Top Ten Things to Have on a Deserted Island
I have always both loved and hated TV shows about people who find themselves marooned on deserted islands. From the fun and family-oriented offerings such as The Castaways, Swiss Family Robinson, and Gilligan's Island, to the more serious Robinson Crusoe, and the downright spooky Lost, castaways on deserted islands have fared well or poorly depending on the whims of their writers.
There are pros and cons to the whole deserted island scenario. I love the idea of finding solitude in some exotic paradise, but I hate the idea of being stuck there completely alone. I totally embrace the idea of being released from housework, which can be boring at the best of times, and onerous on a beautiful day, but I'm not crazy about the necessity of having to forage for food every day.
...and how would we know what to bring with us, provided we even had that option?
Airlines Are Out
After long study and research, I have become convinced that being ship-wrecked is definitely the way to go, if you're planning to be cast away on a deserted island.
Even though Lost would have you believe differently, the chance of actually crashing on the island, or at least close enough to salvage any supplies, is a real long-shot. Islands tend to be surrounded by really deep water, so unless you're a diver, you won't be retrieving much gear from the cargo hold.
Besides, no self-respecting flight attendant would let would let you board with even minimal survival equipment, and no airline allows tools in your carry-on - especially machetes, saws, pry-bars and their like.
An idyllic tropical resort hideaway, situated near the southern tip of St. Vincent and the Grenadines.
Practical Items to Have on a Deserted Island
If you were ever really stranded on a deserted island, you might want to have a few things along with you. Actually, you would probably like to have lots of things along with you, as well as a few friends to keep you company.
Item 1: The top item on my list would be Mike Holmes and his crew, from the hit home renovation show, Holmes on Homes. I know they'd be able to erect an amazing shelter in no time - and it would well-surpass anyone's building code.
Barring Holmes and his crew though, I'd opt for a good set of tools: a sturdy hammer or two, both a Swede and straight saw, a hatchet, and an axe.
Item 2: The second item would be a medi-center, preferably one with an excellent trauma facility, and a doctor, and staff who are all well versed in curing tropical diseases, and treating insect bites.
As that might be tricky to arrange in advance, I'd settle for a first aid kit with several scalpels, some good, sharp needles and suture material or thread, a large bottle of salt tablets, a water purifying kit or bleach tablets, rolled gauze for bandages, alcohol wipes, and sulfa powder.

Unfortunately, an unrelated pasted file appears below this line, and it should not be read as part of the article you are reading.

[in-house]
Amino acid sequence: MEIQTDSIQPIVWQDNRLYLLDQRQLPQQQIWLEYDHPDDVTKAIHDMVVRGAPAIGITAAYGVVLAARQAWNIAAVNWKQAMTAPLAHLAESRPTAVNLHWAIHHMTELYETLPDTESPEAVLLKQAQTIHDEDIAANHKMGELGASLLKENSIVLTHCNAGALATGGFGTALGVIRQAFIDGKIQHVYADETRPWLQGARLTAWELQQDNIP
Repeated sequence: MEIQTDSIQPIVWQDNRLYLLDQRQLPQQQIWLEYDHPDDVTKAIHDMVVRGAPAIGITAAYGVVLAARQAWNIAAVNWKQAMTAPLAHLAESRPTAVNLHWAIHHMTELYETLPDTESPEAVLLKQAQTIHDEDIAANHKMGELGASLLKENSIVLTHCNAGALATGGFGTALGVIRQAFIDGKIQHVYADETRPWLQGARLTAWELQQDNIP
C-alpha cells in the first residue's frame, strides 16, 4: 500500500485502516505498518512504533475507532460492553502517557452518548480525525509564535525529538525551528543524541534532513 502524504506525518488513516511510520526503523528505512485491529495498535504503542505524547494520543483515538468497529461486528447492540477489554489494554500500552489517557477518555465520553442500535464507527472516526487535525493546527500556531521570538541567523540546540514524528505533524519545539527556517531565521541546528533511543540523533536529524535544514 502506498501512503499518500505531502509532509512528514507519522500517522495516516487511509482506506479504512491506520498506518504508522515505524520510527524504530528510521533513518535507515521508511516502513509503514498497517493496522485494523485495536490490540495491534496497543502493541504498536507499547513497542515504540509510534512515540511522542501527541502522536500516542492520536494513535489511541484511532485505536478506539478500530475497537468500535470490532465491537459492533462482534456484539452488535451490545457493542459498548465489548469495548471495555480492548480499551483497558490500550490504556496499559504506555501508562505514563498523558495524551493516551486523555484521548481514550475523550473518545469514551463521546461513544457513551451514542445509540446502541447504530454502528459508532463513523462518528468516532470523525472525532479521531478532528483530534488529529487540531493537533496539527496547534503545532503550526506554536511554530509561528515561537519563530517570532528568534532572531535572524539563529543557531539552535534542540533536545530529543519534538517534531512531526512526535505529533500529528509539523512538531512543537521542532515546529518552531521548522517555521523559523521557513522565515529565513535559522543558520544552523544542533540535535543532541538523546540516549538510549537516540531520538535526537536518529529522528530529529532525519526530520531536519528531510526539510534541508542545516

Items 3 - 5: Though it might be handy to have an assault rifle, a scope, an unlimited supply of ammo, and an armorer to fix it when it jams up, especially if the island was home to wild pigs or, heaven forfend, a tiger, I'd probably do fine with a machete, a couple of sharp knives and a whetstone.
Attaching one of the knives to a length of bamboo, or a straight branch would create a dandy fishing spear, and a sharpened and fire-hardened pole would make a useful medium range defensive weapon. Besides, rifles are noisy. I'd really rather just go fishing, and gather fruit and coconuts.
The Best Gear to Take Along
Item 6: The next thing on my wish list would have to be fishing gear. A good rod and reel, plus some tackle would make fishing, and life so much easier.
Items 7, 8 & 9: Heavy-duty combat coveralls and camouflage would also come in handy, along with a wet suit, though bathing suits and loose cotton clothing would be more comfortable. I would be happy to compromise on some UV protective long-sleeved shirts and long pants, and a pair of sturdy hiking boots.
Have you ever noticed that there rarely seem to be any mosquitoes on TV shows? In real life, however, the ubiquitous little blood-sucker infests almost every area in the world. The protective shirt and pants would help minimize bug bites, and protect me from the worst of the sun. To keep the sun off my face and head, I could weave a broad-brimmed hat from palm fronds or grasses, and ditto for a parasol or sun-shade.
Item 10: The last thing on my list, but probably one of the most important, is a supply of water-proof matches, or a lighter and lighter fluid. A far more practical addition to my supplies would be a flint and steel in a waterproof container. Then I could light as many fires as I needed to, and never have to worry about running out of matches.
Any northerner can tell you that you should always have a blanket, a roadside emergency lit , and extra winter clothes stowed in your trunk when you hit the roads up our way - especially in the winter. Even in the summer, everybody carries a roadside emergency kit. It can be a long way between farms up here.
The next time you travel, where ever you are heading, consider packing some emergency supplies. Even some waterproof matches and a couple of energy bars can help if you are stranded for a time. It's far more likely that you'll be stranded in an airport terminal, though, and that's a whole other ball game. Just ask Tom Hanks...
Survival Quiz - Do You Have What it Takes?view quiz statistics
This content is accurate and true to the best of the author’s knowledge and is not meant to substitute for formal and individualized advice from a qualified professional.
© 2011 RedElf